Sometimes the first signs of serious conditions appear on the skin. Systemic diseases often have a wide range of cutaneous manifestations. Here are the skin signs of 5 major systemic diseases.
1. Kidney Disease
Uremic pruritus is the most common symptom of chronic renal disease, which is also characterized by calcium deposits, purpura, plaques and hyperkeratotic papules or nodules (acquired perforating dermatitis), nail disorders, and bullous eruptions.
Cold or pale color to the skin is a primary sign in hypothyroidism, but yellowing pseudojaundice is also common, as are edema of the hands and face, and hair loss or hair changes to various parts of the body. Nails may grow slowly and become brittle and dull. Telangiectasia and purpura may also be observed. The most serious skin symptom is myxedema, which in rare cases, can decompensate to a coma state.
Sarcoidosis is a pulmonary disorder manifested by skin lesions in at least 25% of cases, which may accompany granulomatous involvement of the liver, spleen, eyes, lungs and lymph nodes. Skin involvement can take many forms: infiltrated or sometimes erythrodermic plaques, maculopapular eruptions, ulcerations, changes to scar tissue (sarcoidosis), Lupus pernio and Ichthyosiform lesions.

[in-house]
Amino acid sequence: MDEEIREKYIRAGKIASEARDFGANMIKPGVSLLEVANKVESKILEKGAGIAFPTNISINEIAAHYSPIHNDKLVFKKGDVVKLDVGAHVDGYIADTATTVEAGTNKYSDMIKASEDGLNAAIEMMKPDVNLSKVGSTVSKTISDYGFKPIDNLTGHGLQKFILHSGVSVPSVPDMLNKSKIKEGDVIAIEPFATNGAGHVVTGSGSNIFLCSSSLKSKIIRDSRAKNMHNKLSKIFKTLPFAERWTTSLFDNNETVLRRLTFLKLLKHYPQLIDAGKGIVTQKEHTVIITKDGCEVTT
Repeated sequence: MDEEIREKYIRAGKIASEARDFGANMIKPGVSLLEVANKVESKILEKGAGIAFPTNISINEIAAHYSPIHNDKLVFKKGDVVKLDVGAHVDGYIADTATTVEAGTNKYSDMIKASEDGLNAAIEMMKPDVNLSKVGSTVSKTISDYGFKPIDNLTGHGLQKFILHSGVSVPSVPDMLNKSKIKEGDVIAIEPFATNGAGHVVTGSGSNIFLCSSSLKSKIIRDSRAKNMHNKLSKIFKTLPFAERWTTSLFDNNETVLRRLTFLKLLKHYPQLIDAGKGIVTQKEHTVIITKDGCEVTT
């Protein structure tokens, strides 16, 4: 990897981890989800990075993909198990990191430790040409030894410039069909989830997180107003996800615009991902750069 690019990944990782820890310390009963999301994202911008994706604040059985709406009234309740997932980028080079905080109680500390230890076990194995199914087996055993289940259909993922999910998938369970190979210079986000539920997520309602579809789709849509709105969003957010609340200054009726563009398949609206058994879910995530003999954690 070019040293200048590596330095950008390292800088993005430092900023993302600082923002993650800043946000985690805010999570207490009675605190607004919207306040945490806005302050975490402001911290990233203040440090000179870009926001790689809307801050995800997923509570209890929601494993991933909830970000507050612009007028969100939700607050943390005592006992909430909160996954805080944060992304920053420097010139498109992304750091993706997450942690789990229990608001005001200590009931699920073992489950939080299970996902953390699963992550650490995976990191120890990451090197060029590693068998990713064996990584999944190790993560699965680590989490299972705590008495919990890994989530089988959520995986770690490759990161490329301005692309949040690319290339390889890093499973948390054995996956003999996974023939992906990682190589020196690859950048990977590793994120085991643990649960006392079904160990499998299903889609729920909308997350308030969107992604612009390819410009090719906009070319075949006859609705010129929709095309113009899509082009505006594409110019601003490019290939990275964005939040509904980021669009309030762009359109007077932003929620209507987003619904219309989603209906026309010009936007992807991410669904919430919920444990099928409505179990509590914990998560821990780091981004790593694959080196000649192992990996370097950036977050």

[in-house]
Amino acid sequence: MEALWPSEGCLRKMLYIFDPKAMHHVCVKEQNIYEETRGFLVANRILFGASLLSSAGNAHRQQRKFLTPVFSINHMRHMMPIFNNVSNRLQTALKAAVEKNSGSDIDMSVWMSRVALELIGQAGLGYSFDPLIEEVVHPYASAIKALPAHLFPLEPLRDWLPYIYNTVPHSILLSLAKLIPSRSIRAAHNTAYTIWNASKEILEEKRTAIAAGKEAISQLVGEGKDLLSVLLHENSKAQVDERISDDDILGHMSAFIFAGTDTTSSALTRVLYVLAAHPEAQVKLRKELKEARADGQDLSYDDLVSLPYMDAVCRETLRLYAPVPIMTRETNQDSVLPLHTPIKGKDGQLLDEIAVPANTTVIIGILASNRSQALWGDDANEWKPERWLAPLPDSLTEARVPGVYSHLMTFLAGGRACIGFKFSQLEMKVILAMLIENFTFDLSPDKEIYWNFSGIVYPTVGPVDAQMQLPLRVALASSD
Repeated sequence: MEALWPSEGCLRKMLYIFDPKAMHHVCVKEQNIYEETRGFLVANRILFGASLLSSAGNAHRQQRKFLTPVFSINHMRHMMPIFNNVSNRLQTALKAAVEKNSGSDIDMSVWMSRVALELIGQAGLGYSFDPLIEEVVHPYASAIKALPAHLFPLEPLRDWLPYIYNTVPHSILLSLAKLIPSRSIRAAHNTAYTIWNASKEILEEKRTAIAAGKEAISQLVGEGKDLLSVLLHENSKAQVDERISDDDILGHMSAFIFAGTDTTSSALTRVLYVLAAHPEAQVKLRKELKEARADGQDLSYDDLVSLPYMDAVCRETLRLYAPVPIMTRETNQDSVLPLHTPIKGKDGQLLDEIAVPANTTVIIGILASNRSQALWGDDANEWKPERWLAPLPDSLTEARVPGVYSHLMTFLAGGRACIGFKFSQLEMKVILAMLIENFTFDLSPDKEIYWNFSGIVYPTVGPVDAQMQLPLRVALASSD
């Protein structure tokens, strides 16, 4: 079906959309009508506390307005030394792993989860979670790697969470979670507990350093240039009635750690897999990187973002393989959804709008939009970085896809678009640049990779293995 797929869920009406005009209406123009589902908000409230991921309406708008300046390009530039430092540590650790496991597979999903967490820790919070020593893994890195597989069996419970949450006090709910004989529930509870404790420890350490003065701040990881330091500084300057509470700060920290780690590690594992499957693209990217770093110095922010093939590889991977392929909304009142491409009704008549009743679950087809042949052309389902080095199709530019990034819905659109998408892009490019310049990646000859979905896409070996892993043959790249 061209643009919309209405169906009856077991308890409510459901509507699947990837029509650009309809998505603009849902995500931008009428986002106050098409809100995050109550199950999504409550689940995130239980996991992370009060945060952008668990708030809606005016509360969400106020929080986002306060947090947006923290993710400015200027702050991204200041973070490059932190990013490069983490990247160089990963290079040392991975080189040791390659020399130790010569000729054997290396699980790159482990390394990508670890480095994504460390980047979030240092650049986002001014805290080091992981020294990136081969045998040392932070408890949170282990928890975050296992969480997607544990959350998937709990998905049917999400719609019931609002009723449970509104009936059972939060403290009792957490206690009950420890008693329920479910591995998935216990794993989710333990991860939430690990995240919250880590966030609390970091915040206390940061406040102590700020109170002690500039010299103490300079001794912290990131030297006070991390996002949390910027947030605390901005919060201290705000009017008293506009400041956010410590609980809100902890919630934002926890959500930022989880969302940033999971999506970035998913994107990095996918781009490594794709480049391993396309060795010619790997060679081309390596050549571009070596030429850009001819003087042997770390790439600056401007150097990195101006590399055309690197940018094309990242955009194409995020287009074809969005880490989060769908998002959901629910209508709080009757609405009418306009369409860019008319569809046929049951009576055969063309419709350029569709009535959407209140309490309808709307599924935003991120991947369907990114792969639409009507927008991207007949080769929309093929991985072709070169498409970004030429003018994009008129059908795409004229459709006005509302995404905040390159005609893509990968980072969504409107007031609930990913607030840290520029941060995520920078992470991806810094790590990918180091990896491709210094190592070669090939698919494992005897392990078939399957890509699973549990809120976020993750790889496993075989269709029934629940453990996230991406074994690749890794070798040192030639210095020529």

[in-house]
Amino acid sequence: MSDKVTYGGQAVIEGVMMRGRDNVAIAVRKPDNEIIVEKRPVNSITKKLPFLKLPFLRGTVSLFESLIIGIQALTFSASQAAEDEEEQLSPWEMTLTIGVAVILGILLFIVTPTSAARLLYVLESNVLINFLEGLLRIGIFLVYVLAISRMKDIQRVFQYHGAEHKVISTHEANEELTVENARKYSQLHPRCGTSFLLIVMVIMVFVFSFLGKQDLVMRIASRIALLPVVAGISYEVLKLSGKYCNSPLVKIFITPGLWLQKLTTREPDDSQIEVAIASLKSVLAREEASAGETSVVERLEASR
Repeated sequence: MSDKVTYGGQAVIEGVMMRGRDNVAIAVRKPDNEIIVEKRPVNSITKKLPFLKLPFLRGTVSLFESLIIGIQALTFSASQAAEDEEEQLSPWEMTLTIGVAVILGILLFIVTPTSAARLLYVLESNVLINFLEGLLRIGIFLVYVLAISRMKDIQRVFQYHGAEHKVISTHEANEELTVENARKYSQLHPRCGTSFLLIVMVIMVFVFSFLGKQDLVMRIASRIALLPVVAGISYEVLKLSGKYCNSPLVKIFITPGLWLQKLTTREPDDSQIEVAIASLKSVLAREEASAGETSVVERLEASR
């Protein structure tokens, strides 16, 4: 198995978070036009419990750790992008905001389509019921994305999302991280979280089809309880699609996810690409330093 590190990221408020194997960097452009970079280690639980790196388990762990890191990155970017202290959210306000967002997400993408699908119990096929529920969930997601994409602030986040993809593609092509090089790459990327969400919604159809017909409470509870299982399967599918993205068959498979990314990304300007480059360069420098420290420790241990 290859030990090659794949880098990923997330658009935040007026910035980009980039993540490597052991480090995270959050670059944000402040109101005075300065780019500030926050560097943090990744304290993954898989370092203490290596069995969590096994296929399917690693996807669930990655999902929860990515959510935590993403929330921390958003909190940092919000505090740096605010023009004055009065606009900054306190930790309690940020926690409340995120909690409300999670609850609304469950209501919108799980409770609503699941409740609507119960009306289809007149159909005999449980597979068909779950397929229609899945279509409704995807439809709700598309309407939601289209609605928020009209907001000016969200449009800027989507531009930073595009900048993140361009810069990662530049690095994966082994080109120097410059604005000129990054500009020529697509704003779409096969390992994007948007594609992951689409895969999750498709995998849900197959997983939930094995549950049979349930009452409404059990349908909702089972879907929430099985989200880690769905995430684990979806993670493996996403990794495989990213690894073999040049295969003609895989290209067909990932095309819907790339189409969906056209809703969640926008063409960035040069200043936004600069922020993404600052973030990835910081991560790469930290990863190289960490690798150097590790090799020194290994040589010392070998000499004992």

4. Systemic Lupus Erythematosus (SLE)
The “butterfly rash” (an erythematous rash that spreads across the nose and cheeks) is a signature sign of SLE, reported in 25-40% of cases. The rash can be colored from pale red to purple, raised or flat, but doesn’t usually cause discomfort other than possible itching. But the butterfly is not the only skin symptom. At least 80% of SLE patients experience some form of skin lesions that can be discoid or bulbar, vasculitis, alopecia, nail fold changes, oral erosions, hemorrhages and ulcers.
5. Liver Disease
Early signs of liver disease can include pruritus, spider angiomas, and porphyria cutanea. The latter can signal liver disease in general, but is often specific to hepatitis C. A common presentation of cirrhosis is the combination of spider angiomas, palmar erythema, and Dupuytren contracture.
Last updated on 9/25/19.